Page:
post-script: Just as this post was about to publish, we came across this thoughtful-as-hell post, from Streetsblog SF: What Can Be Done to Fix Muni? And Rescue Muni reminds us that the next MTA board meeting (open to public comment) is next Tuesday in Room 400 at City Hall.
SFSU/CSU and Institutions that are mandating growth such as their “enrollment” increase, and effects on neighborhoods and transit, should be REQUIRED to negotiate and renegotiate transit MOU’s such as the one crafted for the SFSU Masterplan, which TOTALLY ignored the increases in use, effects of their masterplan, enrollment growth, and reliance on muni’s infrastructure for students to get from down-town to SFSU/Parkmerced. This MOU has NOT been discussed to date. But the CITY of MARINA vs. CSU legal suit pushed for “FAIR-SHARE” contributions of INSTITUTIONS like the CSU who use the systems and infrastructure however are not taxed, or required to support the systems maintenance and advancement in terms of development.
Parkmerced’s Proposed changes are of course post MUNI stepping back and leaving us high and dry in the western section district 7. The 19th Ave. Corridor Study does not accurately take into account future growth, and the proposal to place 3 station stops in a .18 mile radius is NOT transit first policy to connect to regional transit systems like Bart, or future line development like the old St.Francis line, or one that would reduce auto use by routing out along brotherhood way, or lake merced, sunset blvd. to eliminate auto use as the primary transit in the “outsidelands” of SF. There is still NO planned significant mass-transit North to South on 19th ave. planned to date. Yet the 1952 interchange at brotherhood way, and Level Title5 transit dollars could easily be applied to route development, housing, office space, and new development along 19th ave, by addressing cumalative growth, tunneling, bridge work, and the creation of new development land and air-rights along 19th to daly city. Future planning and creative solutions are needed, not cuts…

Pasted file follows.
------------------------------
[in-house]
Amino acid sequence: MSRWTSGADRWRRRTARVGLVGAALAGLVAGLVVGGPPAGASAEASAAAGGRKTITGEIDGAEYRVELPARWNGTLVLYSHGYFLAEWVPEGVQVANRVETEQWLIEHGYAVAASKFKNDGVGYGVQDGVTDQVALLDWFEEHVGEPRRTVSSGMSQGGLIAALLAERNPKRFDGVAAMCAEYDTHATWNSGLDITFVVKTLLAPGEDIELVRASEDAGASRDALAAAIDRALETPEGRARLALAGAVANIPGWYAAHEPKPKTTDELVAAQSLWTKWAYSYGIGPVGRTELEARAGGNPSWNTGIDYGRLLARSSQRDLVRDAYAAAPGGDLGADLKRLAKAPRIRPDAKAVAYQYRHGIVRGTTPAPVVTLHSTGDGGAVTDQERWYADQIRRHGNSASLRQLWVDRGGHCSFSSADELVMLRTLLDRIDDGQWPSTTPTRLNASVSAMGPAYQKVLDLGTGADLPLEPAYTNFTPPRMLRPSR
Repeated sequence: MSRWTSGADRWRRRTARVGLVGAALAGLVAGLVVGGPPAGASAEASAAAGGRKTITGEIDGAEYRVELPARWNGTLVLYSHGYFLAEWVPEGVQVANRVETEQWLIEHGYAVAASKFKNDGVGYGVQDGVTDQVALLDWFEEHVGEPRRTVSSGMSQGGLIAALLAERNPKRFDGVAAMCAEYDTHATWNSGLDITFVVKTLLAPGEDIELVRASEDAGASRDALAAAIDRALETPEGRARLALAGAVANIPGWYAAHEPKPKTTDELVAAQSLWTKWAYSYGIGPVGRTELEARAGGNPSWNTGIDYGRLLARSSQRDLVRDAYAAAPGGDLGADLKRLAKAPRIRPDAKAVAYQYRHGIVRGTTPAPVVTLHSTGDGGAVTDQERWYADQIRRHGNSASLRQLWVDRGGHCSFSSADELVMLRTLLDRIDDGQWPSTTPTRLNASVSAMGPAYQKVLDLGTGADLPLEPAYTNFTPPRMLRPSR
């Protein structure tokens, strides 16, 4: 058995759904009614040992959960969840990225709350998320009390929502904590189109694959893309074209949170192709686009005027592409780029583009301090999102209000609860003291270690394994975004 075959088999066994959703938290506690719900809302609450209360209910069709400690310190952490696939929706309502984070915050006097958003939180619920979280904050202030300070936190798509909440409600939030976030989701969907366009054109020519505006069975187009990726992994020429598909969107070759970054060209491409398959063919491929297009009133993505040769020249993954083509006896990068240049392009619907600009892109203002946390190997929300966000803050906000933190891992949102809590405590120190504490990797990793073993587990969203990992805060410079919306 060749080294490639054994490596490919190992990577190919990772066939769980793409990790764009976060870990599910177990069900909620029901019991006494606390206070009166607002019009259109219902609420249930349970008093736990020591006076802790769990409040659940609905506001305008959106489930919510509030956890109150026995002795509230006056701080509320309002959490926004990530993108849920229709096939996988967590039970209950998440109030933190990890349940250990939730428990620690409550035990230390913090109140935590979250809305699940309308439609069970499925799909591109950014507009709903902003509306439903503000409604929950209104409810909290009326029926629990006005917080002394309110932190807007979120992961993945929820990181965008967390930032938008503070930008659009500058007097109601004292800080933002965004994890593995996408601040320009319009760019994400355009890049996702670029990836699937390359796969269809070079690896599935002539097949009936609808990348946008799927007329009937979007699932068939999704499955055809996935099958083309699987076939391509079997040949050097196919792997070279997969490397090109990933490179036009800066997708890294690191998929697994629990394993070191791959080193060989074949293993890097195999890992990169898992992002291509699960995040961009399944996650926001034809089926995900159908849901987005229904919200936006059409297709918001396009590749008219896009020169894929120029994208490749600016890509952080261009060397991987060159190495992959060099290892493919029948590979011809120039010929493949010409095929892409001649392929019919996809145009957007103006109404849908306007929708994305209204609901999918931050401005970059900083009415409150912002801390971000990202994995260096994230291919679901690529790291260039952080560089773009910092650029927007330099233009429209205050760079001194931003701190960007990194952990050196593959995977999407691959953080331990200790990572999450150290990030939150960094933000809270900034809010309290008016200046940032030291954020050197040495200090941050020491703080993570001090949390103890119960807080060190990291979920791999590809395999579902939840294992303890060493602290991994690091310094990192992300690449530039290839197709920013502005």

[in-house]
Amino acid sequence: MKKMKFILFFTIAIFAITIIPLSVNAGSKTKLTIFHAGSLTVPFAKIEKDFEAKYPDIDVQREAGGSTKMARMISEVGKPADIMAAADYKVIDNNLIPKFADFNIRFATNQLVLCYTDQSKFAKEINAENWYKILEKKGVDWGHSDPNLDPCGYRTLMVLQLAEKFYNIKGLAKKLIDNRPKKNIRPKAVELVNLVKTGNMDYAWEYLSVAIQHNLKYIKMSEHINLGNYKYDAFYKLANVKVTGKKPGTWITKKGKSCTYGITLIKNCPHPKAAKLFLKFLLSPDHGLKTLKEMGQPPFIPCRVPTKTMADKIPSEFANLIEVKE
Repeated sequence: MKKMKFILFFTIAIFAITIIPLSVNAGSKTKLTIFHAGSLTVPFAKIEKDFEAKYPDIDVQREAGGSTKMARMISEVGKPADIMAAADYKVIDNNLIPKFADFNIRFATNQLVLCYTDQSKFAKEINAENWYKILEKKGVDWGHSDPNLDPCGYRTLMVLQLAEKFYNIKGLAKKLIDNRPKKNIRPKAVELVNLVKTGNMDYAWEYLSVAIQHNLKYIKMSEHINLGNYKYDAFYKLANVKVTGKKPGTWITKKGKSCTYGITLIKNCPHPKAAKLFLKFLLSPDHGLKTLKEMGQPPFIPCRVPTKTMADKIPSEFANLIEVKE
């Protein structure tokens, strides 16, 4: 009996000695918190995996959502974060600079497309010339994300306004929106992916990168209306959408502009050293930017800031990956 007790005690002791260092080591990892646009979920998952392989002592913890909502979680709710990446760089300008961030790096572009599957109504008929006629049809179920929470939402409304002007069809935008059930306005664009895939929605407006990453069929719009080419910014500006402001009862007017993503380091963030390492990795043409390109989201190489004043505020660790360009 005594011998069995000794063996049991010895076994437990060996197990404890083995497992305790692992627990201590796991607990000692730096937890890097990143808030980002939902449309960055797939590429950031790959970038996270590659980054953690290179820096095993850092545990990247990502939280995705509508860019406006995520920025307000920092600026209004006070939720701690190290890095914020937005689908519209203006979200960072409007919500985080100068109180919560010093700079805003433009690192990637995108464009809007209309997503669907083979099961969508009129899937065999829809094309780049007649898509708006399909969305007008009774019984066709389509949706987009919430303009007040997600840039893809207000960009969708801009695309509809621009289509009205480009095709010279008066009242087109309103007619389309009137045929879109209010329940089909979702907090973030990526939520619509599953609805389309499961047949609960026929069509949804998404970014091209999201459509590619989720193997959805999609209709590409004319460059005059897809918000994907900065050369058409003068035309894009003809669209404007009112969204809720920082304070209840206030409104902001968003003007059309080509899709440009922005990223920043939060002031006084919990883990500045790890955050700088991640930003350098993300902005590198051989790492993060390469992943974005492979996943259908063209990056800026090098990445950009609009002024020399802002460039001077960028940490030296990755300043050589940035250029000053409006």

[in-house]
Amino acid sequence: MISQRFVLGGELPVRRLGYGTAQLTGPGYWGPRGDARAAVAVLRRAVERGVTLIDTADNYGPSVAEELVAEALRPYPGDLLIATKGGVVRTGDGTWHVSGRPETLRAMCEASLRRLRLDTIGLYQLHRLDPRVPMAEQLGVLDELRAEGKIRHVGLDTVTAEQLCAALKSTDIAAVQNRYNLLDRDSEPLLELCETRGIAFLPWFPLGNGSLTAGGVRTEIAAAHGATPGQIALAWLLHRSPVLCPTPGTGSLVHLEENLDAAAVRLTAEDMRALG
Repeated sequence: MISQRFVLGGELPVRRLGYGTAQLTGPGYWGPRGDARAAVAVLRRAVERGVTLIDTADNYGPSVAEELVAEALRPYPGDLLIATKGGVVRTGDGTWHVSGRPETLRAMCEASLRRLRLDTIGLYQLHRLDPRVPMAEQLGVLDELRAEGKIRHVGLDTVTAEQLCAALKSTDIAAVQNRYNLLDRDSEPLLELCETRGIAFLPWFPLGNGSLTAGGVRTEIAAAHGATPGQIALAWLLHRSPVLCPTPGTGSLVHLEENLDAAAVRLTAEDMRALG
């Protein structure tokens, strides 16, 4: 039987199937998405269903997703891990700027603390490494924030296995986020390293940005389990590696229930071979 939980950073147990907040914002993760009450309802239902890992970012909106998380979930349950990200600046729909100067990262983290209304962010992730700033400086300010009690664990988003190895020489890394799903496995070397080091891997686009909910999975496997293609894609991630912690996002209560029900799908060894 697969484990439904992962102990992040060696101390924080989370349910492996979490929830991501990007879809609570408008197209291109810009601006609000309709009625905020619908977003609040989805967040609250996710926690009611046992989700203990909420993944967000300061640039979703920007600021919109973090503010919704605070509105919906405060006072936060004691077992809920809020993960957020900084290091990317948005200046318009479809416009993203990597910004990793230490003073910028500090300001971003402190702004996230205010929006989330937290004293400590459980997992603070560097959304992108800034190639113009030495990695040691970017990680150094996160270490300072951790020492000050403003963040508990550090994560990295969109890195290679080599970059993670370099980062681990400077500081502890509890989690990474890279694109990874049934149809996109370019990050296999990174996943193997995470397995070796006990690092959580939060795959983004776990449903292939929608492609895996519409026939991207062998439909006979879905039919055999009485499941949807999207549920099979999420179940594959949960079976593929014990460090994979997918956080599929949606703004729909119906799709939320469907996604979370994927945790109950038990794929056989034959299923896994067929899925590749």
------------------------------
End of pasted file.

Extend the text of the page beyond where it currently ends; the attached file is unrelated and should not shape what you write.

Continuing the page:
This is so frustrating and unreal. Thanks for the recap.
Well if MUNI raises the fast pass fees, then I’ll just pay as I go on the system. It will be cheaper for me to use my car and/or pay the regular fare on a limited basis.
Isn’t the Marie Antoinette the insane contract that automatically sets Muni employees’ salaries among the highest in the nation, with no work performance incentives? I’m all for workers being treated well, but the current system just isn’t working.
I don’t think it’s fair to go after drivers for everything they’ve got (I do own a car, no I’m not rich, I use Muni everyday to commute or travel within SF, and mostly use the car to visit family outside of the city), but Sunday meter hours are worth supporting. But SF also needs to get serious about cuts at the top for all city jobs. We definitely make sure the drivers, cleaning crews, etc. have a living wage (and an SF living wage at that), but we also need to start asking why we have nearly 9000 city employees (as of 2008) raking in six-digit salaries when our transportation is a mess.
Sorry, that should be “We definitely NEED TO make sure the drivers, cleaning crews, etc. have a living wage”.
The fare hikes are just getting ridiculous. Paying $75 for what was recently $45 but with no improvements?!! My eyes’ RX are both over -6.00 without corrective eye wear so I’m considering asking my doctor to diagnose me as legally blind so I can get the disabled discount.